(1 of 8 original blog posts. See PDF below for compilation)

LISTEN:  Amy Macpherson is a Canadian Journalist for the CBC,  formerly of Huffington Post, who has spent a sleepless month doing some breathtaking original research on Mitt Romney and his Mormon Church's intricate machinations throughout our society.  She has barely had time to edit this work, and while it will surely become a book, she wanted people to know what she's learned before they vote on Tuesday.

While it's been seen by some big dogs, few have had the courage make noise with it this late in the game. I was only handed it 90 minutes ago, I had merely skimmed it, but I found it so compelling, I got several people to start breaking it down to see if any of it can be used to bring down this scary cult-spawn named Mitt Romney. 

I wish it were shorter, but I mostly wish we had it a week ago. Karoli has compiled all 8 parts of the series  into one PDF for your reading pleasure (and haste).

Please share this widely.Comments are open.

 

 

So I was out trying to locate some new voters to register on the next to last day for new registrations, when I came across this street corner populated by some dedicated Teaparty/Romney voters keeping it classy. They had signs for just about every hysterical conspiracy theory that existed for Obama to date.  They would rotate the different messages every few minutes, sometimes marching into the center of the street disrupting traffic when they could get away with it. I decided to ask them what one of them meant.

I apologize for the primitive nature of this little movie. It’s the very first I’ve edited on my own. I promise to get better if I ever decide I need a new hobby.

Related

  • Cloward–Piven strategy  — the teaparty activist in the video is not making-up this bit of strategy, but it never became the lynchpin of anything, as Glenn Beck has suggested. Legions of teaparty activists need these conspiracy theories, half-rooted in reality, so that they have a reason to get up each day.

 


Posted on 9/29/2012

 "No facts?"  In Matt Osborne's "Twitter Brigade Burn Notice" post an update referred to here, Osborne included:

  • 80 factual points, including statements and assertions that people would testify to in court,
  • 32 exhibits  of material evidence, including emails, instant messages, tweets and deleted tweets.

Posted on 10/02/2012

Uh, people writing responsibly (and who have jobs) may require some time to  construct responses using those pesky things called "facts."  Oh, and it also took a week or so to scour this hit piece for the evidence of "bullying" he mentioned so often. I failed. So have others, apparently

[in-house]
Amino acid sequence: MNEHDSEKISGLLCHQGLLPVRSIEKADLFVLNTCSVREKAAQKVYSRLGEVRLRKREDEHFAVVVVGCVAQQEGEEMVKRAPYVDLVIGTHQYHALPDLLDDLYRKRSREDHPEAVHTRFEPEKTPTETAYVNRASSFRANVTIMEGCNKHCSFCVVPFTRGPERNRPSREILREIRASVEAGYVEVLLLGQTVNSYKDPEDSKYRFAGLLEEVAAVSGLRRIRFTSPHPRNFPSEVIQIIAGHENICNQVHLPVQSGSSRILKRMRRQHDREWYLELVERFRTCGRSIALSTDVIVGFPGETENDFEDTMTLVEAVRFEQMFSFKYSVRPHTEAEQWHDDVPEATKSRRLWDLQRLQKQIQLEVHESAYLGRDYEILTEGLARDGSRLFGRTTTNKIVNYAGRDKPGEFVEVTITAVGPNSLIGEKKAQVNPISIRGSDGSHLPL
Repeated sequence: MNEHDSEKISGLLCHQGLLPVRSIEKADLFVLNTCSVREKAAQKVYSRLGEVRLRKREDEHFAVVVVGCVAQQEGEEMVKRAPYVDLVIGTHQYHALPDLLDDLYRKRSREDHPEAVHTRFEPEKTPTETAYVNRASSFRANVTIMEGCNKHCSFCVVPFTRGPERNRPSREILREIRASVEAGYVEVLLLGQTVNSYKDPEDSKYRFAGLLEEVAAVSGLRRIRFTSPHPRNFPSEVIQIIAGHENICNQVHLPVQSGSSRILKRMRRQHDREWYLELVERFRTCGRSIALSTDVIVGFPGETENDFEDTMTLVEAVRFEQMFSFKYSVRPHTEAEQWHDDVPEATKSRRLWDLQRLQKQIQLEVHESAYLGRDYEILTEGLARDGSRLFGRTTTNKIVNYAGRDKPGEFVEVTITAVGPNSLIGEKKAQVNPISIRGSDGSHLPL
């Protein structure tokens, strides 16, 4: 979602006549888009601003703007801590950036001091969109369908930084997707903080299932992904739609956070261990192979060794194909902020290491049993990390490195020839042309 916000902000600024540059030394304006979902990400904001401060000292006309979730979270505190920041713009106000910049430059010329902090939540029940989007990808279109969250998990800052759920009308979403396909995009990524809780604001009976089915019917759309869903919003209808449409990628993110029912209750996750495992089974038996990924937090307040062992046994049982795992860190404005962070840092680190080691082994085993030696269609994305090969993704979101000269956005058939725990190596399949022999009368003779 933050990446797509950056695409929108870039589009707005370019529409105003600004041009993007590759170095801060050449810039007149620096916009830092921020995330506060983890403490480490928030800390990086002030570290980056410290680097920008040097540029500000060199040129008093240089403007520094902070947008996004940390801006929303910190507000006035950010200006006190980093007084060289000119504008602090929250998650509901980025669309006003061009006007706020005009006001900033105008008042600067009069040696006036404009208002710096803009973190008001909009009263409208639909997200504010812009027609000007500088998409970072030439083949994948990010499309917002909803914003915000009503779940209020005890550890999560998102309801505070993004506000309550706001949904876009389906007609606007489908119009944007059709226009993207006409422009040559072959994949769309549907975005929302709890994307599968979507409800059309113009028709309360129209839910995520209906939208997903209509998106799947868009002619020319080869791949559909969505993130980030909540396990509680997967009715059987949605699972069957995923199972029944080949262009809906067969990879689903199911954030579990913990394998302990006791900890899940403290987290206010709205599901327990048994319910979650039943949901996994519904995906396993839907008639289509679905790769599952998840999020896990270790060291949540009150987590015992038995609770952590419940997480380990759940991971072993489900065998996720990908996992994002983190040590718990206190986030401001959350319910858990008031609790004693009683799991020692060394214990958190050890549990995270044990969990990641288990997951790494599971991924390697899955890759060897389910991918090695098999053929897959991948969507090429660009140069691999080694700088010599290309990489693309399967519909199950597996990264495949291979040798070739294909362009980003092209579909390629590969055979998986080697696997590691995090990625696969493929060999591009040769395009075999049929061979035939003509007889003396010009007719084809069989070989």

Once upon a slime, Milt Shook wrote a 4000 word smoke screen.

In the image at the top of this page, the political blogger Milt Shook suggests that another blogger's detailed look at the possible origins and motives of an organized smear campaign about me reads like the gossip site "TMZ." You know, the sort of site where  allegations and ineuendo get made, but almost no hard facts are presented?  This post shall examine a 4000 word blog hit piece (that Shook claims isn't a  hit piece), where Shook appears to attack OsborneInk's post, but merely as a way of attacking me by-proxy. I think discerning readers will soon see that the gentleman doth protested—and projected— just a bit too much :)

Shook's screed seems to have had 4 objectives.  To 1) discredit Osborne, who unpacked a complex, nearly 2 month smear campaign against me that had been cleverly packaged as victims pushing back against "verbal abuse"; 2)  promote the meme that it was a consequence of my own behavior, as evidenced by rumors, gossip, and self-serving portrayals over the years by various trolls and detractors; 3) minimize and deflect from his own role in the events behind the smears, while simultaenously trying to distance himself from a drama in which he was both an actor and a screenwriter; and finally, 4) posture as a heroic truth teller, using almost no facts whatever so he could bask in the adulation of the people gleefully receptive to any new contribution to the smear campaign.

The fact that Shook would go to press with something this thinly documented, knowing Osborne was bringing out more of the story in series, makes Shook's speculations and assertions look almost like credibility suicide notes. His post mostly speaks for itself (poorly), but I will respond to some of its more reaching or specious sentences with something his post was recklessly short on: evidence. 

UPDATE: Since this post was written, @HeatherEChase admitted that almost everything said here, and in Matt Osborne's posts (with evidence) were completely true. Oopsy! Of course, she continues to manipulate, offering still new lies (without any evidence) to continue her cover-up. And naturally, Shook is quick to defend those lies too. He never appears concerned with, nor makes mentions of the fact that Chase now admits to exactly what Shook says never happened.  What's important is that after all of Shook's lying (which I take apart herein), Heather Chase came right out and made him look like an accomplice, a stooge, and a fool. Given his dishonesty and transparent mendacity, I'm really ok with that.  

Continue reading

It could be argued that Nixon's famous Checkers speech, 60 years old this week, which not only saved his political career, but was also his most meaningful legacy.  It, more than anything else led, was the catalyst behind the media's present day interest in and disclosure of a candidate's finances (but sadly, not nearly enough, of late).

Of course, compared to Romney, Nixon was a middle class schlub.  Romney won't be going this route, you can be sure. He's not as bright as Nixon was.

It's fascinating to watch.

 

Nixon's "Checkers Speech" – Part 2 of 2 – YouTube (was not embeddable)

 

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